Jeremy Corbyn has demanded that Theresa May reveal full details of the government's plans for Brexit "without delay" after the High Court ruled the government cannot trigger Article 50 without the approval of MPs.
But he refused to say whether he would welcome an early election, accusing the media of "harrassing" him with the single question directed to him on the matter.
In a speech to thinktank Class on Saturday, the Labour leader demanded "transparency and accountability to Parliament".
He also said that British businesses need clarity as opposed to private 'sweetner' assurances given behind closed doors such as that given to Japanese car-maker Nissan.
But afterwards, he dodged a single question posed by ITV News political correspondent Libby Wiener asking whether he would welcome a new general election - with an aide trying to block the camera before accusing her of being "rude".
Mrs May has so far kept her cards close to her chest, saying that she does not want to put Britain at a disadvantage by revealing its stance ahead of formal talks on the terms of the UK's departure.
However, there have been claims that Government is still trying to formulate their policy while officials are also struggling to get to grips with the unprecedented challenge of making a clean exit from the bloc.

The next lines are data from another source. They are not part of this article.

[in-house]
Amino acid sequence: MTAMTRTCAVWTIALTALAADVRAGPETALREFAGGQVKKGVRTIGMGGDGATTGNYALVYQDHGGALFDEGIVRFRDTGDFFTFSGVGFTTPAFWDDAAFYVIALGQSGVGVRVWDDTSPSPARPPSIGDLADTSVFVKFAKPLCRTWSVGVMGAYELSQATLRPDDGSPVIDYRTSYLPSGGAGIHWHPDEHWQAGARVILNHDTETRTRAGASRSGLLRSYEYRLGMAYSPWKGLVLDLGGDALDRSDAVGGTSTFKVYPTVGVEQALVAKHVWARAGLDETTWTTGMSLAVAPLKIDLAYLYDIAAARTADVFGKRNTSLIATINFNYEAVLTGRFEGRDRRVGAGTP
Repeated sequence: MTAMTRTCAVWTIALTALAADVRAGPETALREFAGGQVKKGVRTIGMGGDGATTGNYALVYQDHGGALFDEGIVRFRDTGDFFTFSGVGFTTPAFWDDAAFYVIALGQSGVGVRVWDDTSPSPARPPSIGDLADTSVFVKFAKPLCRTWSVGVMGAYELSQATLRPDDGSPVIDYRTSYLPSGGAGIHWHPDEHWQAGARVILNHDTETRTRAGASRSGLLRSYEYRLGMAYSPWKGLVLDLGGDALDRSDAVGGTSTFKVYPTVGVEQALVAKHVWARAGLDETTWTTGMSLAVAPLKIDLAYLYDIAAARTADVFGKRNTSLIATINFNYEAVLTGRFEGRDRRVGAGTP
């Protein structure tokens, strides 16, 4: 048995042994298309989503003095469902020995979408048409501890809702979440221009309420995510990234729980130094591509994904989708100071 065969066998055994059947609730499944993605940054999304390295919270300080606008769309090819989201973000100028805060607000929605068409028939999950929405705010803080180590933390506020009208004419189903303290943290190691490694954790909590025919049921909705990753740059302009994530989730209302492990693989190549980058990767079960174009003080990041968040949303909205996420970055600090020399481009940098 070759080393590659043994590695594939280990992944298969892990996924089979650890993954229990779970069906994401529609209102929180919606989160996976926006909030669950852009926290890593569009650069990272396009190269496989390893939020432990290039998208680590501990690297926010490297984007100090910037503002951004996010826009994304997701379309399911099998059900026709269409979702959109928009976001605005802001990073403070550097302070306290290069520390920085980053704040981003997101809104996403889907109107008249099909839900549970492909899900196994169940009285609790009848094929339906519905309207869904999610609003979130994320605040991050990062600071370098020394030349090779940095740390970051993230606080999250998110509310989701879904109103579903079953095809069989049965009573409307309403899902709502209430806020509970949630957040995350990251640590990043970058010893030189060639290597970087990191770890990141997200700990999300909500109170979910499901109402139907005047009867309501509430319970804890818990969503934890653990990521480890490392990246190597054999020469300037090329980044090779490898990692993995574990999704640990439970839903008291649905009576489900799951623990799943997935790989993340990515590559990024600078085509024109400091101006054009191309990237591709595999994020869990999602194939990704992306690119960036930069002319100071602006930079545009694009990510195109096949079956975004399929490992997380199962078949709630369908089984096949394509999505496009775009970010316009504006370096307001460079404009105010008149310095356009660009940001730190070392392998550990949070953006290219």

Mr Corbyn also insisted that all UK businesses should be given "assurances" over the impact of Brexit to match those given to Japan's Nissan before its announcement of new investment in Sunderland.
"We can't have secret deals on Brexit, company by company," Mr Corbyn said.
"All our businesses need the kind of assurances that Nissan has had about the shape of the Government's Brexit plans to make the right investment decision."
His calls add to pressure on Mrs May, who is also facing an internal revolt from some of her own MPs who have said the reaction from the High Court decision has been bordering on "fascist".
Meanwhile, the pro-Brexit Conservative MP Stephen Phillips resigned on Friday because of "irreconcilable policy differences with the current Government" after Mrs May indicate she would be seeking a so-called "hard Brexit".